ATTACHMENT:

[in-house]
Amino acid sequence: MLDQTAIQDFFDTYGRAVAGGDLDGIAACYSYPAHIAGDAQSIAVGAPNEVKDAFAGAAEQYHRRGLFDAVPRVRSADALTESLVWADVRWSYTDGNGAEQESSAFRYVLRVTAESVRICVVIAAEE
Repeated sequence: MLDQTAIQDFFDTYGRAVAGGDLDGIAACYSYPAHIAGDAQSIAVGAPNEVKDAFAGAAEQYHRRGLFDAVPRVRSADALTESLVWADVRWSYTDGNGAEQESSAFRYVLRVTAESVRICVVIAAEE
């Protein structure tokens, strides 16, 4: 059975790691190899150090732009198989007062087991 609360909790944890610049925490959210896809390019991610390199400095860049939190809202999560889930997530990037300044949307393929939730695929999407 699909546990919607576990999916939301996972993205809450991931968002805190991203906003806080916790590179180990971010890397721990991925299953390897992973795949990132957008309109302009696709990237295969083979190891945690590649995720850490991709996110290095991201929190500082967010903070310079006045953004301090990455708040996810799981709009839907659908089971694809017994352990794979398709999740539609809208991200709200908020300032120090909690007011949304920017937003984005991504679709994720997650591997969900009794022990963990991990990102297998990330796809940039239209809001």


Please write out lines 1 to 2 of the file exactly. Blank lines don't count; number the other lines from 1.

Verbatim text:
[in-house]
Amino acid sequence: MLDQTAIQDFFDTYGRAVAGGDLDGIAACYSYPAHIAGDAQSIAVGAPNEVKDAFAGAAEQYHRRGLFDAVPRVRSADALTESLVWADVRWSYTDGNGAEQESSAFRYVLRVTAESVRICVVIAAEE